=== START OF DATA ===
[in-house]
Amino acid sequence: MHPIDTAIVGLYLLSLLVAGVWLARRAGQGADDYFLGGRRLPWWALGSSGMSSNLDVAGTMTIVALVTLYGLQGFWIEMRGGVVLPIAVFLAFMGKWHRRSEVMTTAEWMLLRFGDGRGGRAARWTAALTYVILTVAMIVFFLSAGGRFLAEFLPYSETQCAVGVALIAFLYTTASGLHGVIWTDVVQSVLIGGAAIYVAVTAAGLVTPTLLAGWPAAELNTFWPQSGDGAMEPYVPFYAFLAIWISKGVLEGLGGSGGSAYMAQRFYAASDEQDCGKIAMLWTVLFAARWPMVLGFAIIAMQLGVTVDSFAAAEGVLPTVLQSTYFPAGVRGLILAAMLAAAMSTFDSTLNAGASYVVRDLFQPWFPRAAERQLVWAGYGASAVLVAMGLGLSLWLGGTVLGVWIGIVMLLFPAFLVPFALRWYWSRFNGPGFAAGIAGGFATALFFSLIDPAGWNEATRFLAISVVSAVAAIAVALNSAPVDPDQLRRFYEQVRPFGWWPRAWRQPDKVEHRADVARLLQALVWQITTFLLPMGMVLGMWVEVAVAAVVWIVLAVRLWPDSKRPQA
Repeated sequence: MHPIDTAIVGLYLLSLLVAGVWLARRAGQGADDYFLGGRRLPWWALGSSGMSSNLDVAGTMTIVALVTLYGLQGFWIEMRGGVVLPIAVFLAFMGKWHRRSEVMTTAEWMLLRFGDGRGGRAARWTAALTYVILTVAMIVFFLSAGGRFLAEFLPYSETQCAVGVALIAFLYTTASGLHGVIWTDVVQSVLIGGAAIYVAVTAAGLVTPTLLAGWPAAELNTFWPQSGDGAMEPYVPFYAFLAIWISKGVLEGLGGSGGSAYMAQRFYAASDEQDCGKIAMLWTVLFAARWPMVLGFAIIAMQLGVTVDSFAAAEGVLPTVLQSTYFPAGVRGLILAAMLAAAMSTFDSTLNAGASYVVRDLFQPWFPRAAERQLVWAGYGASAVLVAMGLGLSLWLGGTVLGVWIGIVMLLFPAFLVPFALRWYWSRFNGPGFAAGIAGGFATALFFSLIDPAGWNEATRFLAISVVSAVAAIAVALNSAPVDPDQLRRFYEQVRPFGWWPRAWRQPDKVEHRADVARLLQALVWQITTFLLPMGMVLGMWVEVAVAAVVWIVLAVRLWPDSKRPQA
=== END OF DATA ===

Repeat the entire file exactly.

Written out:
[in-house]
Amino acid sequence: MHPIDTAIVGLYLLSLLVAGVWLARRAGQGADDYFLGGRRLPWWALGSSGMSSNLDVAGTMTIVALVTLYGLQGFWIEMRGGVVLPIAVFLAFMGKWHRRSEVMTTAEWMLLRFGDGRGGRAARWTAALTYVILTVAMIVFFLSAGGRFLAEFLPYSETQCAVGVALIAFLYTTASGLHGVIWTDVVQSVLIGGAAIYVAVTAAGLVTPTLLAGWPAAELNTFWPQSGDGAMEPYVPFYAFLAIWISKGVLEGLGGSGGSAYMAQRFYAASDEQDCGKIAMLWTVLFAARWPMVLGFAIIAMQLGVTVDSFAAAEGVLPTVLQSTYFPAGVRGLILAAMLAAAMSTFDSTLNAGASYVVRDLFQPWFPRAAERQLVWAGYGASAVLVAMGLGLSLWLGGTVLGVWIGIVMLLFPAFLVPFALRWYWSRFNGPGFAAGIAGGFATALFFSLIDPAGWNEATRFLAISVVSAVAAIAVALNSAPVDPDQLRRFYEQVRPFGWWPRAWRQPDKVEHRADVARLLQALVWQITTFLLPMGMVLGMWVEVAVAAVVWIVLAVRLWPDSKRPQA
Repeated sequence: MHPIDTAIVGLYLLSLLVAGVWLARRAGQGADDYFLGGRRLPWWALGSSGMSSNLDVAGTMTIVALVTLYGLQGFWIEMRGGVVLPIAVFLAFMGKWHRRSEVMTTAEWMLLRFGDGRGGRAARWTAALTYVILTVAMIVFFLSAGGRFLAEFLPYSETQCAVGVALIAFLYTTASGLHGVIWTDVVQSVLIGGAAIYVAVTAAGLVTPTLLAGWPAAELNTFWPQSGDGAMEPYVPFYAFLAIWISKGVLEGLGGSGGSAYMAQRFYAASDEQDCGKIAMLWTVLFAARWPMVLGFAIIAMQLGVTVDSFAAAEGVLPTVLQSTYFPAGVRGLILAAMLAAAMSTFDSTLNAGASYVVRDLFQPWFPRAAERQLVWAGYGASAVLVAMGLGLSLWLGGTVLGVWIGIVMLLFPAFLVPFALRWYWSRFNGPGFAAGIAGGFATALFFSLIDPAGWNEATRFLAISVVSAVAAIAVALNSAPVDPDQLRRFYEQVRPFGWWPRAWRQPDKVEHRADVARLLQALVWQITTFLLPMGMVLGMWVEVAVAAVVWIVLAVRLWPDSKRPQA